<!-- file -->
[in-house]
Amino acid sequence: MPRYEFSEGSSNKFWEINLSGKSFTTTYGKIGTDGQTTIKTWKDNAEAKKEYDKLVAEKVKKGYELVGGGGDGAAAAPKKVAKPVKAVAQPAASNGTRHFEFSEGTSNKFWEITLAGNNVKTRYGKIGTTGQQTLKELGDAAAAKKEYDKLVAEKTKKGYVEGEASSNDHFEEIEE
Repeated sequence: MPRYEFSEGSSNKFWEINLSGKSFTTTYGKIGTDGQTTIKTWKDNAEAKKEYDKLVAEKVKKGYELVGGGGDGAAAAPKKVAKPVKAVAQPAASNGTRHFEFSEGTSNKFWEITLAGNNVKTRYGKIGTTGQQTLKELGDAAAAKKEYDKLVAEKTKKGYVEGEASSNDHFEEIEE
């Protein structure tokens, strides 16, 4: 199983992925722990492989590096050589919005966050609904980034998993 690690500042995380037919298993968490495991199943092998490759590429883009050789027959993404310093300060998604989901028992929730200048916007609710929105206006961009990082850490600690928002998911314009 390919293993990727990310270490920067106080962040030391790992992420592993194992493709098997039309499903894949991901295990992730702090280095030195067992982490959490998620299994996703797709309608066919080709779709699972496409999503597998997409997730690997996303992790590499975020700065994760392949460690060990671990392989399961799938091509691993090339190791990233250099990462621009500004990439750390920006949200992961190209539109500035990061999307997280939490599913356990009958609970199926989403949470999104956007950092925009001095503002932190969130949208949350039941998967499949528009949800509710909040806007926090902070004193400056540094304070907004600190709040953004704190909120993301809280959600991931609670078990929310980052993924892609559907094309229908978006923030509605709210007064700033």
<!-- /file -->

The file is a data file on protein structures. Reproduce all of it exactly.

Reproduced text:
[in-house]
Amino acid sequence: MPRYEFSEGSSNKFWEINLSGKSFTTTYGKIGTDGQTTIKTWKDNAEAKKEYDKLVAEKVKKGYELVGGGGDGAAAAPKKVAKPVKAVAQPAASNGTRHFEFSEGTSNKFWEITLAGNNVKTRYGKIGTTGQQTLKELGDAAAAKKEYDKLVAEKTKKGYVEGEASSNDHFEEIEE
Repeated sequence: MPRYEFSEGSSNKFWEINLSGKSFTTTYGKIGTDGQTTIKTWKDNAEAKKEYDKLVAEKVKKGYELVGGGGDGAAAAPKKVAKPVKAVAQPAASNGTRHFEFSEGTSNKFWEITLAGNNVKTRYGKIGTTGQQTLKELGDAAAAKKEYDKLVAEKTKKGYVEGEASSNDHFEEIEE
């Protein structure tokens, strides 16, 4: 199983992925722990492989590096050589919005966050609904980034998993 690690500042995380037919298993968490495991199943092998490759590429883009050789027959993404310093300060998604989901028992929730200048916007609710929105206006961009990082850490600690928002998911314009 390919293993990727990310270490920067106080962040030391790992992420592993194992493709098997039309499903894949991901295990992730702090280095030195067992982490959490998620299994996703797709309608066919080709779709699972496409999503597998997409997730690997996303992790590499975020700065994760392949460690060990671990392989399961799938091509691993090339190791990233250099990462621009500004990439750390920006949200992961190209539109500035990061999307997280939490599913356990009958609970199926989403949470999104956007950092925009001095503002932190969130949208949350039941998967499949528009949800509710909040806007926090902070004193400056540094304070907004600190709040953004704190909120993301809280959600991931609670078990929310980052993924892609559907094309229908978006923030509605709210007064700033």